I recently learned about Ologs, which are basically "category theory for normal people". These are very useful for knowledge representation. I am now in the making of a blog post about how to make them and how to translate ologs to Haskell code.

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@Vetii I'm curious, what advantage is there to be gained in thinking about knowledge representation this way? Is there an explicit end goal?

@j2kun I do not know if it is the global best representation, but it is the best I know :)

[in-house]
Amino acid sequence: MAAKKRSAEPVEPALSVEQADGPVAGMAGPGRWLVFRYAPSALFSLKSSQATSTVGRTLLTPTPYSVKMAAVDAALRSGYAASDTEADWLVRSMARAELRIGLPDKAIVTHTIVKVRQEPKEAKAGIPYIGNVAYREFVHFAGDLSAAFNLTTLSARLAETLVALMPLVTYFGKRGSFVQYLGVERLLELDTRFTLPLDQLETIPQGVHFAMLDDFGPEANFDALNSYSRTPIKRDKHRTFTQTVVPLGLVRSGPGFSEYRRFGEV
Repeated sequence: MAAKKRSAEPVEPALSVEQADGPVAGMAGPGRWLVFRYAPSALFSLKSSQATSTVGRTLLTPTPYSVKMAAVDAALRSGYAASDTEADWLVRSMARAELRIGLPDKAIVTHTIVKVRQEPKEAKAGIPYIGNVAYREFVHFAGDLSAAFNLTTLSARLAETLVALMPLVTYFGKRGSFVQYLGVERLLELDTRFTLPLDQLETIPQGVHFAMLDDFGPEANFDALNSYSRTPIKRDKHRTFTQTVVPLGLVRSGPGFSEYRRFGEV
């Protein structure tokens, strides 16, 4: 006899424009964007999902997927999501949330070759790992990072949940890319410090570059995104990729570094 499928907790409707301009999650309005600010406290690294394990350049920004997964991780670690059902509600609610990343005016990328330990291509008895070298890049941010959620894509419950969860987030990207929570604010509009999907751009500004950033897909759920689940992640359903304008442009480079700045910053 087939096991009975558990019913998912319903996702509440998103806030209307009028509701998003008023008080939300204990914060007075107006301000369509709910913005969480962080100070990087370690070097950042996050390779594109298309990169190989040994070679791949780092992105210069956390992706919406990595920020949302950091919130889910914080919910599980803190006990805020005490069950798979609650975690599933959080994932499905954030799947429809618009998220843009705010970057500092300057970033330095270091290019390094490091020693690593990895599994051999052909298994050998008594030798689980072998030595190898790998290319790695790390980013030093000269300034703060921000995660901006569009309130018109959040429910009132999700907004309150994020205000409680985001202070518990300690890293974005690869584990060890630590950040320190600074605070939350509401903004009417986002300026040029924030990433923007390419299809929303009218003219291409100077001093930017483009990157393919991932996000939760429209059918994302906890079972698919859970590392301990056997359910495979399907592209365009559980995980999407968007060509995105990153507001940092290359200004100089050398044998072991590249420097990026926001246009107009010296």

For instance, when comparing Ologs with entity-relationship diagrams, I find Ologs a lot simpler (objects and arrows instead of many different node types). So I think the semantics are clearer, Ologs help me ask the right questions, so to speak (do I have functions between things, or simply relations?). However, keep in mind that I am by no means an expert :)

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